E. J. Dionne ventures a theory:
But liberalism has also become associated with elitism, arrogance and disdain for the values of average Americans. Think of the consumer preferences tossed at liberals from the right as epithets: brie, chablis (now updated to merlot), Volvos, lattes, vacations on Martha’s Vineyard. Never mind that it’s conservatives who want to eliminate inheritance taxes on those Vineyard mansions.
But reading Brown is also a reminder of where Hofstadter may have misled the very liberal movement to which he was devoted. There was, first, his emphasis on American populists as embodying a “deeply ingrained provincialism” (Brown’s term) whose revolt was as much a reaction to the rise of the cosmopolitan big city as to economic injustices.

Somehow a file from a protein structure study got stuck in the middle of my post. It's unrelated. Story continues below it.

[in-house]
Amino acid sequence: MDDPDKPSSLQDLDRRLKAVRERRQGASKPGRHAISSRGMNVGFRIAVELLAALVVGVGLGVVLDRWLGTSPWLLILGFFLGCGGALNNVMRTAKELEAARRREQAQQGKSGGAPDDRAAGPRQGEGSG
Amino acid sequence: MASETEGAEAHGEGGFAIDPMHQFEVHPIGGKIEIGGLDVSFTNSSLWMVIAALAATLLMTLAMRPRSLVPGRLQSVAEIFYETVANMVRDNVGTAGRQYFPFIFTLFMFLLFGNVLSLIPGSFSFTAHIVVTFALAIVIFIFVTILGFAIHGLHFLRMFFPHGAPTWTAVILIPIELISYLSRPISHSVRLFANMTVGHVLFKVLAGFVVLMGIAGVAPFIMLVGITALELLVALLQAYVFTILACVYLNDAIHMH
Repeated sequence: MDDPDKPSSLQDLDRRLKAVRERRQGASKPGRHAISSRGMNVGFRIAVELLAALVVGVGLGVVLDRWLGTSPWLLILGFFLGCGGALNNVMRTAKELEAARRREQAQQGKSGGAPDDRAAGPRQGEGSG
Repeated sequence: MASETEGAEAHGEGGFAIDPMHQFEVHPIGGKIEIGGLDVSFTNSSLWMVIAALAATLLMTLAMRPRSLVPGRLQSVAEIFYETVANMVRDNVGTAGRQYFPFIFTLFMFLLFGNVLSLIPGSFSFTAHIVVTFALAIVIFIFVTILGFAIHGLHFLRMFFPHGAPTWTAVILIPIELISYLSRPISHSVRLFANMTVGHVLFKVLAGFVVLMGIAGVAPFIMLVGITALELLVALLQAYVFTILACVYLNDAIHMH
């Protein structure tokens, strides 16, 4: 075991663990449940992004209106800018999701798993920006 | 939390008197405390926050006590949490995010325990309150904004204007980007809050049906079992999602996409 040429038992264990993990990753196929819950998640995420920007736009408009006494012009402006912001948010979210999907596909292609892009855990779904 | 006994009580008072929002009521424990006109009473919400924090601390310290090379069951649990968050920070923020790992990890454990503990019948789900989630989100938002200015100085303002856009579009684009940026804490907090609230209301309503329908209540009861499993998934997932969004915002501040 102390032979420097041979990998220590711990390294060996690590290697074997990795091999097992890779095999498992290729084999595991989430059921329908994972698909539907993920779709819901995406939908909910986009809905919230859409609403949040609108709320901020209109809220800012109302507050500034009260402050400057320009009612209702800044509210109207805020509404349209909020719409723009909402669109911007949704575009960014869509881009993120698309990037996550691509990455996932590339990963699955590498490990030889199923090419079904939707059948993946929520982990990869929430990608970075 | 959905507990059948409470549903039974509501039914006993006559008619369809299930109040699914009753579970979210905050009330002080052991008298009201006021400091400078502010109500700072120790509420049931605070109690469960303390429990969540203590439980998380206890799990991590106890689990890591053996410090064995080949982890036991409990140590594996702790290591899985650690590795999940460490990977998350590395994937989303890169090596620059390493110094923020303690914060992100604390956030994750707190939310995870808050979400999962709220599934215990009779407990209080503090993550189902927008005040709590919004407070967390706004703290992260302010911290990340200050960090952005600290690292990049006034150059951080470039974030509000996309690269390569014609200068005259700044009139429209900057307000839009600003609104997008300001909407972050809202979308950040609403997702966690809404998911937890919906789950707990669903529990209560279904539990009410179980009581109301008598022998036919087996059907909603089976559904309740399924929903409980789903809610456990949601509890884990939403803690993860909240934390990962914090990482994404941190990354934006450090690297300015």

The late Christopher Lasch, one of Hofstadter’s students and an admiring critic, noted that by conducting “political criticism in psychiatric categories,” Hofstadter and his intellectual allies excused themselves “from the difficult work of judgment and argumentation.”
Lasch added archly: “Instead of arguing with opponents, they simply dismissed them on psychiatric grounds.”
I trained as a historian. (It was wonderful prepartion for my current career supporting high-tech enterprise level computer software, but that’s another story.) Hofstadter’s Anti-Intellectualism in American Life is one of the best works of history I have ever read.
I think Mr. Dionne has a point–by putting down the opposition, rather than engaging it, U. S. political liberals have done a disservice to themselves, to their country, and to the opposition.
But, know what? I’ve never heard of one of them degenerate Liberals having a peeing statue at a birthday party.